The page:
A gesture of exasperation, disappointment, or stress
The facepalm (a gesture of exasperation, disappointment, or stress) is typically represented by an image of a person placing their face into either one or both of their hands. Although the concept of the facepalm has existed for hundreds (if not thousands) of years, we do not see written evidence of the actual word until about 20 years ago. Dictionaries are generally concerned with written and spoken language, rather than gestures, and so we have just recently begun to pay more attention to the word, based on its greatly increased use.
Currently, the earliest known evidence of this word is found in records of a Google Group (bit.listserv.superguy) from May 15, 1996: “Christie facepalmed. ‘Well, her hair was red this morning, right? It's blonde now. You figure it out.’” It appears again less than a week later, in another post in Google Groups: “Lee facepalmed. ‘Arrgh...’”
Although both of these early uses of the word employ it as a verb, facepalm (as well as variants face-palm and face palm) is also widely used as other parts of speech.
As a noun:
Frustrated with what can only be described as a deliberately obtuse response from Mr. Calandra, who was being asked to defend his behaviour, Mr. Dewar gave up and did a face-palm. (Winnipeg Free Press, Editorial, September 29, 2014)
There’s a kind of facepalm moment in the terrific pilot episode of Amazon's terrific new series Transparent when you realize that the title is a pun. (Los Angeles Review of Books, September 26, 2014)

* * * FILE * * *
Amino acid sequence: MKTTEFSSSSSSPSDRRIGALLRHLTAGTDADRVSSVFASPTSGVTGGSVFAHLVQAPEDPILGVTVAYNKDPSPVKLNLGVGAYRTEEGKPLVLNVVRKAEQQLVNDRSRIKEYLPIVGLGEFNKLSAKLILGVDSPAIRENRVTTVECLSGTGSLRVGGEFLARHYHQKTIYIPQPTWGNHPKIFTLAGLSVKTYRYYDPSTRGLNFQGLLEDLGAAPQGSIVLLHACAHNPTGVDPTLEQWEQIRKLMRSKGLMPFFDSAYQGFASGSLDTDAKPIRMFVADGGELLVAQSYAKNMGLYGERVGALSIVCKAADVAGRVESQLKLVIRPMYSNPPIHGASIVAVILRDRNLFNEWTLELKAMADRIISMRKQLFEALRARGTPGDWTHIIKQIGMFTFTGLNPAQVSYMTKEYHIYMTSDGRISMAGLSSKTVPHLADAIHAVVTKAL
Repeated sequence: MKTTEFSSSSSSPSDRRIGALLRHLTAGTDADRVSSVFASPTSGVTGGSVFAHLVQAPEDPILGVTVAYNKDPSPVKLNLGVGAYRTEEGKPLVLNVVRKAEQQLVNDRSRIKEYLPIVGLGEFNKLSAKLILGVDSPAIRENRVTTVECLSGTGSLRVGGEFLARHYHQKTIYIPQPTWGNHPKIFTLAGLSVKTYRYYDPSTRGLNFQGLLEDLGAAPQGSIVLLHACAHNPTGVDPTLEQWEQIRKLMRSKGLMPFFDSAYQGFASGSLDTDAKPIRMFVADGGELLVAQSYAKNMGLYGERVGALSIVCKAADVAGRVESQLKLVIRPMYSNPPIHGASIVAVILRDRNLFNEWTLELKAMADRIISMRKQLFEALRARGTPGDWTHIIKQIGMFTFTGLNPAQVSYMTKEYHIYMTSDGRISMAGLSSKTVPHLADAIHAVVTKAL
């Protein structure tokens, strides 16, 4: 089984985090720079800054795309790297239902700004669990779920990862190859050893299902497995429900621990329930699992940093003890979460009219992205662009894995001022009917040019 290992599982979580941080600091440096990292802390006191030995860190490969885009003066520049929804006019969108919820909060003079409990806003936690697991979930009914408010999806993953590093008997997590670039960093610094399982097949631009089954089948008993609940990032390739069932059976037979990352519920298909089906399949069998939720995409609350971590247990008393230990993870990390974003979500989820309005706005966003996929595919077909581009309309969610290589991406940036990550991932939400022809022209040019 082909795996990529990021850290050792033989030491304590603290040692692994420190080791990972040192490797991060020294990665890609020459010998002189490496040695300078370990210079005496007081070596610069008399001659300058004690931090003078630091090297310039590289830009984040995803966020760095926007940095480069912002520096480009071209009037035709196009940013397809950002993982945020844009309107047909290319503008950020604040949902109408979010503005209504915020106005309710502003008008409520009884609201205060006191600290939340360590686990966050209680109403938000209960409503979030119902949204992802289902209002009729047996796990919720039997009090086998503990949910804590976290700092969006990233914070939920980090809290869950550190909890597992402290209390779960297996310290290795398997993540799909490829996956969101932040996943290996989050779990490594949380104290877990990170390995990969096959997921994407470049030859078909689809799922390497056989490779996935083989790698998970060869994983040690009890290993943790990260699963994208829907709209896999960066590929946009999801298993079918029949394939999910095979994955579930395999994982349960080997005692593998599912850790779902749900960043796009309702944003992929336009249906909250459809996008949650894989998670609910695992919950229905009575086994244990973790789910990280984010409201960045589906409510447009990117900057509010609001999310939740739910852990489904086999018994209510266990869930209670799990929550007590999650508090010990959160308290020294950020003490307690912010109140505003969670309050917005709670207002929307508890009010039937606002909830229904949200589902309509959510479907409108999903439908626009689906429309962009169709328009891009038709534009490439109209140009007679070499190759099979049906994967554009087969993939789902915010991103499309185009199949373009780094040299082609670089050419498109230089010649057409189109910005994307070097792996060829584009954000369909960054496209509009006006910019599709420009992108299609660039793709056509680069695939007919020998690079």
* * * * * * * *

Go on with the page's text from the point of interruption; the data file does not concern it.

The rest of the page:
I’m sorry. I just couldn’t resist. Jumper attire at a movie premiere! Oh my stars and garters, haha! facepalm (Tweet, @PadyakJoy, 6:46 AM, January 11, 2016)
The gesture has achieved the status of Internet meme, often articulated by a photo or illustration of a person performing a facepalm (particularly the image of Patrick Stewart, in the role of Jean-Luc Picard in the television series Star Trek: The Next Generation). And the Unicode Technical Committee is considering an official facepalm emoji for release in June 2016. Digital citizens who have the need to wordlessly express such sentiments as chagrin, botheration, and befuddlement will have to sit on their hands until then.
Time will tell whether the facepalm will follow previous memes (such as the ‘I can has cheezburger?’ cat) into the realm of relative linguistic obscurity, and if it does, whether the word will disassociate itself from the image and become a lasting part of our vocabulary.